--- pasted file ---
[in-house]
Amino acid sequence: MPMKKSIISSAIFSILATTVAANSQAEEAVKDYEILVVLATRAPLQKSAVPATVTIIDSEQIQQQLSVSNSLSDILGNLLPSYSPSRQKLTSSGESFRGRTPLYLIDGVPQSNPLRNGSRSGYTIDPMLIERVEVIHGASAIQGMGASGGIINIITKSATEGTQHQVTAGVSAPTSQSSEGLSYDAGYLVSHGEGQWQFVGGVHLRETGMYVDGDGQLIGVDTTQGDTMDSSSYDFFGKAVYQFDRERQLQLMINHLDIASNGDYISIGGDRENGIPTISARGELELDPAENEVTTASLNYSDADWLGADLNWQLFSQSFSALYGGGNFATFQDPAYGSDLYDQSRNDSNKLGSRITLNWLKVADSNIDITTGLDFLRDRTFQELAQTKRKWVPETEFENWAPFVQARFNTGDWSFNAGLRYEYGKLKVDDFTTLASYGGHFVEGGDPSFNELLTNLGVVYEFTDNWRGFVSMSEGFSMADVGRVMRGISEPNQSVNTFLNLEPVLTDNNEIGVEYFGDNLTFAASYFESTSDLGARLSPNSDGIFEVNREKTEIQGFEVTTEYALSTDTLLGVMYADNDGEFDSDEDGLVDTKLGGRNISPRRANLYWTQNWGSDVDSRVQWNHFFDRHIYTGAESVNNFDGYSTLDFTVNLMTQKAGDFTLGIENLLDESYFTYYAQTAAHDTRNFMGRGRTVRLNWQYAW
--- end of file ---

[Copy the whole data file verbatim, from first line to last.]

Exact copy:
[in-house]
Amino acid sequence: MPMKKSIISSAIFSILATTVAANSQAEEAVKDYEILVVLATRAPLQKSAVPATVTIIDSEQIQQQLSVSNSLSDILGNLLPSYSPSRQKLTSSGESFRGRTPLYLIDGVPQSNPLRNGSRSGYTIDPMLIERVEVIHGASAIQGMGASGGIINIITKSATEGTQHQVTAGVSAPTSQSSEGLSYDAGYLVSHGEGQWQFVGGVHLRETGMYVDGDGQLIGVDTTQGDTMDSSSYDFFGKAVYQFDRERQLQLMINHLDIASNGDYISIGGDRENGIPTISARGELELDPAENEVTTASLNYSDADWLGADLNWQLFSQSFSALYGGGNFATFQDPAYGSDLYDQSRNDSNKLGSRITLNWLKVADSNIDITTGLDFLRDRTFQELAQTKRKWVPETEFENWAPFVQARFNTGDWSFNAGLRYEYGKLKVDDFTTLASYGGHFVEGGDPSFNELLTNLGVVYEFTDNWRGFVSMSEGFSMADVGRVMRGISEPNQSVNTFLNLEPVLTDNNEIGVEYFGDNLTFAASYFESTSDLGARLSPNSDGIFEVNREKTEIQGFEVTTEYALSTDTLLGVMYADNDGEFDSDEDGLVDTKLGGRNISPRRANLYWTQNWGSDVDSRVQWNHFFDRHIYTGAESVNNFDGYSTLDFTVNLMTQKAGDFTLGIENLLDESYFTYYAQTAAHDTRNFMGRGRTVRLNWQYAW